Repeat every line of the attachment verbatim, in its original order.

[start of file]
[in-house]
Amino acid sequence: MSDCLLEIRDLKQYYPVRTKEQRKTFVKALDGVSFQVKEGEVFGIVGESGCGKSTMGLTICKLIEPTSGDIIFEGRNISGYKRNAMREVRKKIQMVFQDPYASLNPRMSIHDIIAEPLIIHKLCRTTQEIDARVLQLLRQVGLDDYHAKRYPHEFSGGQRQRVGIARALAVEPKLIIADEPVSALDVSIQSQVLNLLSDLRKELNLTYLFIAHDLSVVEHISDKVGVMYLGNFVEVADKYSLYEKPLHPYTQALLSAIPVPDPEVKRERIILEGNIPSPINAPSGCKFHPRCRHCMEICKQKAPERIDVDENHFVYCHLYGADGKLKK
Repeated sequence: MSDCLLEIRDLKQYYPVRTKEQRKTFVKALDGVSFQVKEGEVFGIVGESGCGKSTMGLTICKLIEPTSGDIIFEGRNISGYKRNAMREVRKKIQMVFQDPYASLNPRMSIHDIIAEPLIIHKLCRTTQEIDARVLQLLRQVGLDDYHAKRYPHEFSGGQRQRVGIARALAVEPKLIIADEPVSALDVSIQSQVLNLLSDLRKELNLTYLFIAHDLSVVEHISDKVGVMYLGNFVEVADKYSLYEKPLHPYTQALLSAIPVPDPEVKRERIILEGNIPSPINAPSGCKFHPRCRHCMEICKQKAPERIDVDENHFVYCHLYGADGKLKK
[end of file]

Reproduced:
[in-house]
Amino acid sequence: MSDCLLEIRDLKQYYPVRTKEQRKTFVKALDGVSFQVKEGEVFGIVGESGCGKSTMGLTICKLIEPTSGDIIFEGRNISGYKRNAMREVRKKIQMVFQDPYASLNPRMSIHDIIAEPLIIHKLCRTTQEIDARVLQLLRQVGLDDYHAKRYPHEFSGGQRQRVGIARALAVEPKLIIADEPVSALDVSIQSQVLNLLSDLRKELNLTYLFIAHDLSVVEHISDKVGVMYLGNFVEVADKYSLYEKPLHPYTQALLSAIPVPDPEVKRERIILEGNIPSPINAPSGCKFHPRCRHCMEICKQKAPERIDVDENHFVYCHLYGADGKLKK
Repeated sequence: MSDCLLEIRDLKQYYPVRTKEQRKTFVKALDGVSFQVKEGEVFGIVGESGCGKSTMGLTICKLIEPTSGDIIFEGRNISGYKRNAMREVRKKIQMVFQDPYASLNPRMSIHDIIAEPLIIHKLCRTTQEIDARVLQLLRQVGLDDYHAKRYPHEFSGGQRQRVGIARALAVEPKLIIADEPVSALDVSIQSQVLNLLSDLRKELNLTYLFIAHDLSVVEHISDKVGVMYLGNFVEVADKYSLYEKPLHPYTQALLSAIPVPDPEVKRERIILEGNIPSPINAPSGCKFHPRCRHCMEICKQKAPERIDVDENHFVYCHLYGADGKLKK